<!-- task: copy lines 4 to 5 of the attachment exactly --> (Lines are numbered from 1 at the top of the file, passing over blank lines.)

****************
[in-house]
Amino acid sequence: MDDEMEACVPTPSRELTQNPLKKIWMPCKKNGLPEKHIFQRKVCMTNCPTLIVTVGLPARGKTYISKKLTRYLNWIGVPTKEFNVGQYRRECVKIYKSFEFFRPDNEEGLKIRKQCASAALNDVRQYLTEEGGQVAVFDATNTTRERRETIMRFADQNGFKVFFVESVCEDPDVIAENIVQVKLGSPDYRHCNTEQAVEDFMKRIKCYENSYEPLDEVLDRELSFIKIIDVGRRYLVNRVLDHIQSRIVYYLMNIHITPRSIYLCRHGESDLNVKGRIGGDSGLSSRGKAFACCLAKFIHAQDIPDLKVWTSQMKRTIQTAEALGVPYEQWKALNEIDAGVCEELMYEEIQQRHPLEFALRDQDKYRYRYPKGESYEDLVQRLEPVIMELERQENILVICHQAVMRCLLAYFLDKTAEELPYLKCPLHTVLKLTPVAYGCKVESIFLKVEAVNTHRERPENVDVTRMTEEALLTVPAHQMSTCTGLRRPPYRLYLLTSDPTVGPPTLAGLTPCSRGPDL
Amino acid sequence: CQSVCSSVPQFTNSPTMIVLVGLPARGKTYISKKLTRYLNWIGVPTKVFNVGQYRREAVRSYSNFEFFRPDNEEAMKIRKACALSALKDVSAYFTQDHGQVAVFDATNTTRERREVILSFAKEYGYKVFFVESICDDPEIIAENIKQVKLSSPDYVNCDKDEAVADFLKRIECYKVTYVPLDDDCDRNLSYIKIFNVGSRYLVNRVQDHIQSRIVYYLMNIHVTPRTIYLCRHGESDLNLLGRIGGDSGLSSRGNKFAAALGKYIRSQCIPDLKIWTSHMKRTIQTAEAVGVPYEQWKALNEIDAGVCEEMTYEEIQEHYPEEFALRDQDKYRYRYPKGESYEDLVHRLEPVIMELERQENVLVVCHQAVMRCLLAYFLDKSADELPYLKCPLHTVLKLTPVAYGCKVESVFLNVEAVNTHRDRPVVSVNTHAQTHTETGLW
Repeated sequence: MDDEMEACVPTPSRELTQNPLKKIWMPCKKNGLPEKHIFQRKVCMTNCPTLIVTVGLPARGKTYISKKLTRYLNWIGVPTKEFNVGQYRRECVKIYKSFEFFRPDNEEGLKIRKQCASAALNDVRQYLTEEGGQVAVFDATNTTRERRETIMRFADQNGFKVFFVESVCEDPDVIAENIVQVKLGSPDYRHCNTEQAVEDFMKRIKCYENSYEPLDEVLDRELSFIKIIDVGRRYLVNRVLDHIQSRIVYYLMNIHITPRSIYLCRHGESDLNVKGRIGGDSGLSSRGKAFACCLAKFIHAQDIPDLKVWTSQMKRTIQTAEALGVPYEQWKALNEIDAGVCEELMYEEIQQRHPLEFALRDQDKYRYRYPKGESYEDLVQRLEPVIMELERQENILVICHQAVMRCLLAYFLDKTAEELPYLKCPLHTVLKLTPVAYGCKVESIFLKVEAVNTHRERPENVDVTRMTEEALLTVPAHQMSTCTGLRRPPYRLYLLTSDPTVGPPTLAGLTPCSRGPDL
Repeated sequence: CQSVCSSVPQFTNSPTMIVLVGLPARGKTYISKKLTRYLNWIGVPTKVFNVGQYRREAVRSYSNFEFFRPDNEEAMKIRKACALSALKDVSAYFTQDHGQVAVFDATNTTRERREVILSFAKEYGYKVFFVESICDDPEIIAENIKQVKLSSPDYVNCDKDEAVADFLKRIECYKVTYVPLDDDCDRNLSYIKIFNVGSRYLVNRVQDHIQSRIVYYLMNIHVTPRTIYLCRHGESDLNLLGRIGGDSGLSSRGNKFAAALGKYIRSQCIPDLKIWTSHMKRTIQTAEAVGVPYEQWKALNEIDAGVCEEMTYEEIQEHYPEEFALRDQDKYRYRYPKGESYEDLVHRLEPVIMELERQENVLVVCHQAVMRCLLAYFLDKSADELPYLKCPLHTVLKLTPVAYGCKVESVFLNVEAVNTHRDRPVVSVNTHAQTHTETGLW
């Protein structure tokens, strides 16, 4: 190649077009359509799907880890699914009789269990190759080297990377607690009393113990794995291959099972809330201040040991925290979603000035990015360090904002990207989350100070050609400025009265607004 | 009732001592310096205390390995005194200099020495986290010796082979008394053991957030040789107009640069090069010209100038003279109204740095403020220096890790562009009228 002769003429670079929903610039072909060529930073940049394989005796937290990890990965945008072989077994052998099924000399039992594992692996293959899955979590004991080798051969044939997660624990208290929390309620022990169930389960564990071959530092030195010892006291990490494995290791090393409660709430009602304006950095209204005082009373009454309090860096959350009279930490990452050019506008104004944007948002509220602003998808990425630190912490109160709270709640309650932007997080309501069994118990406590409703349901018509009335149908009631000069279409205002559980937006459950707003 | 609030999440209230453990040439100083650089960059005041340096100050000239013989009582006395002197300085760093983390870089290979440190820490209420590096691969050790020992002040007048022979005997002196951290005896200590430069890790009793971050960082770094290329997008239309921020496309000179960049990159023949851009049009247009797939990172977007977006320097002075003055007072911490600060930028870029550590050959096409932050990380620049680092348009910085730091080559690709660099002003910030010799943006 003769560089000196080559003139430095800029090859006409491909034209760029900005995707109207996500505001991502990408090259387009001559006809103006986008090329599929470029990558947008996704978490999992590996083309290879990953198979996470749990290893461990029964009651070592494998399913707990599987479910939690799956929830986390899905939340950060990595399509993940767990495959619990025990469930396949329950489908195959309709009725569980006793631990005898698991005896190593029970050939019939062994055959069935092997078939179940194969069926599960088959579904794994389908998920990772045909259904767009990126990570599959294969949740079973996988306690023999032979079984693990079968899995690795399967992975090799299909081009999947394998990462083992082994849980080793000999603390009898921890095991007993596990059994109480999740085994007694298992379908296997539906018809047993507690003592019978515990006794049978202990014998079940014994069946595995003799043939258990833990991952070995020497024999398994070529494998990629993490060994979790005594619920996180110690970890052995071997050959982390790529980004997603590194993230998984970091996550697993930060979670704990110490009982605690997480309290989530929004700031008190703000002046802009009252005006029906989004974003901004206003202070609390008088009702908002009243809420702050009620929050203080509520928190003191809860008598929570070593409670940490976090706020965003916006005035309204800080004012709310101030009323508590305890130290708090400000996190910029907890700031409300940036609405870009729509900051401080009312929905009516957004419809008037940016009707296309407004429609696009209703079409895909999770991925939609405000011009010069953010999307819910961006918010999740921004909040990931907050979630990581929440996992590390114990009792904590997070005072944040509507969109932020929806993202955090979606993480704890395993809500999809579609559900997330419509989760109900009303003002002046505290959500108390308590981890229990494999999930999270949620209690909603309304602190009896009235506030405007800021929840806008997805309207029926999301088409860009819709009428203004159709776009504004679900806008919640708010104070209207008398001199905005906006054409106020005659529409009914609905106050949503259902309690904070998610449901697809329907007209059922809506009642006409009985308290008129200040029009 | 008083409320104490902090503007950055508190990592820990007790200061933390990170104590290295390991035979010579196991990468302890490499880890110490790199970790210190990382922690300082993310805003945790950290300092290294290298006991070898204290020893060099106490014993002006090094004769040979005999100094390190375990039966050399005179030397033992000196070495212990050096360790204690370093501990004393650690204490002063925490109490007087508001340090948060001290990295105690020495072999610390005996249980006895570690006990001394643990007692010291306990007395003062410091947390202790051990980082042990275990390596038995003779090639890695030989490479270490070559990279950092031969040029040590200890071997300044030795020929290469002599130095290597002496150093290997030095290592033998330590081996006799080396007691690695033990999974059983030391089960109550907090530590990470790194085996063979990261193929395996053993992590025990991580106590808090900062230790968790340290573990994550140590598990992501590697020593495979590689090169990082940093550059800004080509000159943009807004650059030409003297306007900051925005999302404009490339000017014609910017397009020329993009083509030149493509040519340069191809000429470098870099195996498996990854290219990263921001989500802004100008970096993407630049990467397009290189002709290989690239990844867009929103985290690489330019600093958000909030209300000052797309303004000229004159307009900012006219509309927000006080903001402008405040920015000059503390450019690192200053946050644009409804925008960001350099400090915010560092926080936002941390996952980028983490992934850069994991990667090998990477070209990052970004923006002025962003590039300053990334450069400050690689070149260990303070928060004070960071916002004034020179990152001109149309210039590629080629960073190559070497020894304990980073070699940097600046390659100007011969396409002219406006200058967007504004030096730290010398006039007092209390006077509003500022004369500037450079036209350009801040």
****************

Repeated sequence: MDDEMEACVPTPSRELTQNPLKKIWMPCKKNGLPEKHIFQRKVCMTNCPTLIVTVGLPARGKTYISKKLTRYLNWIGVPTKEFNVGQYRRECVKIYKSFEFFRPDNEEGLKIRKQCASAALNDVRQYLTEEGGQVAVFDATNTTRERRETIMRFADQNGFKVFFVESVCEDPDVIAENIVQVKLGSPDYRHCNTEQAVEDFMKRIKCYENSYEPLDEVLDRELSFIKIIDVGRRYLVNRVLDHIQSRIVYYLMNIHITPRSIYLCRHGESDLNVKGRIGGDSGLSSRGKAFACCLAKFIHAQDIPDLKVWTSQMKRTIQTAEALGVPYEQWKALNEIDAGVCEELMYEEIQQRHPLEFALRDQDKYRYRYPKGESYEDLVQRLEPVIMELERQENILVICHQAVMRCLLAYFLDKTAEELPYLKCPLHTVLKLTPVAYGCKVESIFLKVEAVNTHRERPENVDVTRMTEEALLTVPAHQMSTCTGLRRPPYRLYLLTSDPTVGPPTLAGLTPCSRGPDL
Repeated sequence: CQSVCSSVPQFTNSPTMIVLVGLPARGKTYISKKLTRYLNWIGVPTKVFNVGQYRREAVRSYSNFEFFRPDNEEAMKIRKACALSALKDVSAYFTQDHGQVAVFDATNTTRERREVILSFAKEYGYKVFFVESICDDPEIIAENIKQVKLSSPDYVNCDKDEAVADFLKRIECYKVTYVPLDDDCDRNLSYIKIFNVGSRYLVNRVQDHIQSRIVYYLMNIHVTPRTIYLCRHGESDLNLLGRIGGDSGLSSRGNKFAAALGKYIRSQCIPDLKIWTSHMKRTIQTAEAVGVPYEQWKALNEIDAGVCEEMTYEEIQEHYPEEFALRDQDKYRYRYPKGESYEDLVHRLEPVIMELERQENVLVVCHQAVMRCLLAYFLDKSADELPYLKCPLHTVLKLTPVAYGCKVESVFLNVEAVNTHRDRPVVSVNTHAQTHTETGLW